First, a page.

He’s written comics, novels, and screenplays. He collaborates with artists and authors he admires. And he’s even maintained a blog for his fans somewhat consistently at various points in his career.

When we as writers become more serious about building an actual career, it becomes easy to get caught up in all the shoulds. We worry about what’s marketable, what’s practical, and what’s trending. 

And while there’s no question those things matter, I like looking to Neil Gaiman as a reminder that there’s no use chasing this thing if we’re going to suck all the joy out of it.

We might as well give ourselves space to create what delights us.

10. Joy Harjo: Using Her Voice

Cover of An American Sunrise by Joy Harjo.

Joy Harjo is an author, activist, musician, and former United States Poet Laureate. A member of the Muscogee (Creek) Nation, she uses her platform to discuss issues and injustices facing Native Americans.

She also allows her heritage to lead the way in her creative process, tapping into Native oral tradition. As both a reader and poet, Harjo focuses on sound and listening first and foremost. For her, written text is “fixed orality.”

And isn’t that the entire point of art? Whether we’re enjoying it or creating it, we get to bring ourselves to the experience. Like Harjo, we’re at our best when the work we create is rooted in who we are and where we come from.

You don’t have to bend to fit in. Come as you are. That’s writing. That’s the job.

Lessons from Inspirational Authors

You’ve heard my thoughts on what the most soul-stirring authors have to teach us. Now here’s some writing advice straight from the rockstars of the literary world.

Overcoming Adversity and Difficult Times

“To be yourself in a world that is constantly trying to make you something else is the greatest accomplishment.” –Ralph Waldo Emerson

“I began writing about power because I had so little.” –Octavia Butler

“All my work, my life, everything I do is about survival, not just bare, awful, plodding survival, but survival with grace and faith. While one may encounter many defeats, one must not be defeated.” –Maya Angelou

“You can only say ‘this sucks’ for so long, before it becomes lazy... OK, we get it. It sucks. So now what?” –Ocean Vuong

Achieving Success

“It’s the possibility of having a dream come true that makes life interesting.” –Paulo Coelho

“If you have built castles in the air, your work need not be lost; that is where they should be. Now put foundations under them.” –Henry David Thoreau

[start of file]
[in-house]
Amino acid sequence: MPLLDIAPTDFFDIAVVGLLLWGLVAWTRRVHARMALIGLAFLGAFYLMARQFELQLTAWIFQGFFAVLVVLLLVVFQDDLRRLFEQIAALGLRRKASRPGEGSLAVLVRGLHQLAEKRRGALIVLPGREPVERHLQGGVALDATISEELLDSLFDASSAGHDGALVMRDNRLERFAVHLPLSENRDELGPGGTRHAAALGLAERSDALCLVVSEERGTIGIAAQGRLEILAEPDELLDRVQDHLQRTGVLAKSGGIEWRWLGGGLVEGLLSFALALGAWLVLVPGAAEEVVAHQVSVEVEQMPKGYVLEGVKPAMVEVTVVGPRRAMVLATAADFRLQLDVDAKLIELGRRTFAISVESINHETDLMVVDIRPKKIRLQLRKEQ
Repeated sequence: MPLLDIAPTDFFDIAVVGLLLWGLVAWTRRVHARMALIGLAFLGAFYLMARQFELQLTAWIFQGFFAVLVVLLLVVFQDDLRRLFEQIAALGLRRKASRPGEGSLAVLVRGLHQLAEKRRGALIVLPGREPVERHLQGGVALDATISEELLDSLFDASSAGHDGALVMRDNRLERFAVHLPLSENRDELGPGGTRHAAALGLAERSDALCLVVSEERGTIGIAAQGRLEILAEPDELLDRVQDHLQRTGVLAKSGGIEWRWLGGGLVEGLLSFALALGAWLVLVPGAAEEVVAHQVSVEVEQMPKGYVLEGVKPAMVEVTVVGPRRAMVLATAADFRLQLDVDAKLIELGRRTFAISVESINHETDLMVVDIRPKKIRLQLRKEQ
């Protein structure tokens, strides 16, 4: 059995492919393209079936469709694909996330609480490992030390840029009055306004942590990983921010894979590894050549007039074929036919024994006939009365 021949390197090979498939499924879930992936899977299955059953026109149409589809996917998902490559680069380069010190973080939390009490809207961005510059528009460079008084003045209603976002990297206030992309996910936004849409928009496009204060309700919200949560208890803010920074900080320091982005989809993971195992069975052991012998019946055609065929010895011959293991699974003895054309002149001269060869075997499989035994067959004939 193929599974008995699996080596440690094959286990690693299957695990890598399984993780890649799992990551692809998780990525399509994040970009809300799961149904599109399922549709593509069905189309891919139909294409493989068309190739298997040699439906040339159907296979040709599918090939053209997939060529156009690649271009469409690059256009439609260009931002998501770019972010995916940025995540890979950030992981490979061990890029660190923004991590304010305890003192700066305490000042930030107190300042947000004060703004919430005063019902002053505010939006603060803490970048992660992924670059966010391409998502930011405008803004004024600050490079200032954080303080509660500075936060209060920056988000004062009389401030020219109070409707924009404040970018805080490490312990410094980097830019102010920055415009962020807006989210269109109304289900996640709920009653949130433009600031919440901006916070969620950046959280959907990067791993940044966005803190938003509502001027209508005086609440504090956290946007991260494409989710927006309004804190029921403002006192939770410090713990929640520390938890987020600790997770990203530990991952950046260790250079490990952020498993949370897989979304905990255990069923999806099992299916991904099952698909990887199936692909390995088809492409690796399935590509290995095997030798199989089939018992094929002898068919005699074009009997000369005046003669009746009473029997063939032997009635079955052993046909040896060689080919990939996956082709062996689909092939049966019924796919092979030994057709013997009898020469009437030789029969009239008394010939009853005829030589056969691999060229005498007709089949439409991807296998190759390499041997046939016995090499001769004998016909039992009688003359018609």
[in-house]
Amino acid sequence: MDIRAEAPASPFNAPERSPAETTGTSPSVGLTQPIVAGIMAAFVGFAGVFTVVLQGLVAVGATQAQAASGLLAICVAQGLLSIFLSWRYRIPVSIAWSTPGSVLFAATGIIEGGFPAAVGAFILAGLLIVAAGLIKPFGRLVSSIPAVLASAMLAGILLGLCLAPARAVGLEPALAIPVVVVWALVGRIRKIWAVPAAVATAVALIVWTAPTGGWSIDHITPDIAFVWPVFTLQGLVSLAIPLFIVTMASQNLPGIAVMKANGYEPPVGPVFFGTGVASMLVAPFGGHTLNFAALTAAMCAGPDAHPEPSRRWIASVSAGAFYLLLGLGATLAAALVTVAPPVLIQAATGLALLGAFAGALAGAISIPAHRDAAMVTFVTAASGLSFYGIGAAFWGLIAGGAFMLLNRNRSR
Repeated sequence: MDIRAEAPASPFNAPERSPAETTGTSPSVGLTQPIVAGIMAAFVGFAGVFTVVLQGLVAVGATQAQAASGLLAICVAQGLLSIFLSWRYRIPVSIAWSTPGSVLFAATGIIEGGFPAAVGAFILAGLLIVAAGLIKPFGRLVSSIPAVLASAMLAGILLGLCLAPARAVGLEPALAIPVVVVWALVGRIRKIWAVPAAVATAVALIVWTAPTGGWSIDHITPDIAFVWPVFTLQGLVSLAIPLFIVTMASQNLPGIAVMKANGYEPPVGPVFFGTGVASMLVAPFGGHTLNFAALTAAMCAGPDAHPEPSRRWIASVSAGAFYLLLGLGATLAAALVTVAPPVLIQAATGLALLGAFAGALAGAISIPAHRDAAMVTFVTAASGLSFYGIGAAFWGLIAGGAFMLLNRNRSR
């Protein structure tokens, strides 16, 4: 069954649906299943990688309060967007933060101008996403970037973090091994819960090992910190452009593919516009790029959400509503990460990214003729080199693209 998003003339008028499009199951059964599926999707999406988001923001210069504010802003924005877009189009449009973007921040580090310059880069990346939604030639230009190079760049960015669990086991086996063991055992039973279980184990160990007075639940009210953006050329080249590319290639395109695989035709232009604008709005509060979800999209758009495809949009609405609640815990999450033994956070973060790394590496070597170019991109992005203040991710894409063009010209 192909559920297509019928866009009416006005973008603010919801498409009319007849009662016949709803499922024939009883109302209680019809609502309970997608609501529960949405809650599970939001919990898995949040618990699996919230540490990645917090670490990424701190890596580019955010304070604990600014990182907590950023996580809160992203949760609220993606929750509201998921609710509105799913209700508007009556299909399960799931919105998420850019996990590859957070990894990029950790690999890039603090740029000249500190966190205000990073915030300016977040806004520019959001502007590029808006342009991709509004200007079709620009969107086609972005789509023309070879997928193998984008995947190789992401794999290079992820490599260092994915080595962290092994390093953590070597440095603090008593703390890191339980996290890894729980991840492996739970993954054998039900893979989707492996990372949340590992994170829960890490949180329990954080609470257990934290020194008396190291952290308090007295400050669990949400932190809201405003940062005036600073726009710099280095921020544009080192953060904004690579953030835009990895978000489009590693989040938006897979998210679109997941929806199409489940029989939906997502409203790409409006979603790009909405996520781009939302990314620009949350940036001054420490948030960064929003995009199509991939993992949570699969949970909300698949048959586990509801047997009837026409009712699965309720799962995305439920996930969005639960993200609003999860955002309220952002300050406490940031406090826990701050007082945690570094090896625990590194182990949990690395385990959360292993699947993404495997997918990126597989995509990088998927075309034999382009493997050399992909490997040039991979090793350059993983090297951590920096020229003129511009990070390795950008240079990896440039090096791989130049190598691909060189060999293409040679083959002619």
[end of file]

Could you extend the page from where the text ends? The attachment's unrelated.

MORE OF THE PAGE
“Amateurs sit and wait for inspiration, the rest of us just get up and go to work.” –Stephen King

“I want to discourage you from choosing anything or making any decision simply because it is safe. Things of value seldom are.” –Toni Morrison

Leaving a Legacy

“Stories are light. Light is precious in a world so dark. Begin at the beginning. Make some light.” –Kate DiCamillo

“You write in order to change the world … if you alter, even by a millimeter, the way people look at reality, then you can change it.” –James A. Baldwin

"Close the door. Write with no one looking over your shoulder. Don’t try to figure out what other people want to hear from you; figure out what you have to say. It’s the one and only thing you have to offer." –Barbara Kingsolver

“I think most of us are grieving in some way, and the poem becomes a site where we can meet each other in that grief.” –Ocean Vuong

Creativity and Artistic Expression

“A voice is a human gift; it should be cherished and used, to utter fully human speech as much as possible. Powerlessness and silence go together.” –Margaret Atwood

"And by the way, everything in life is writable about if you have the outgoing guts to do it, and the imagination to improvise. The worst enemy to creativity is self-doubt." –Sylvia Plath

“All writers feel struck by the limitations of language. All serious writers.” –Margaret Atwood

"I can shake off everything as I write; my sorrows disappear, my courage is reborn." –Anne Frank

Feeling Inspired, Yet?

A black letter board with the inspirational quote "You didn't come this far to only come this far."

I hope so! If not, I encourage you to do your own research. Pick an author whose work inspires you. Then give them a Google. I can pretty much guarantee there will be something in their story that motivates you to get to work and discover what you’re capable of.

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Then get back to your novel before the spark fizzles.

Abi Wurdeman

Abi Wurdeman is the author of Cross-Section of a Human Heart: A Memoir of Early Adulthood, as well as the novella, Holiday Gifts for Insufferable People. She also writes for film and television with her brother and writing partner, Phil Wurdeman. On occasion, Abi pretends to be a poet. One of her poems is (legally) stamped into a sidewalk in Santa Clarita, California. When she’s not writing, Abi is most likely hiking, reading, or texting her mother pictures of her houseplants to ask why they look like that.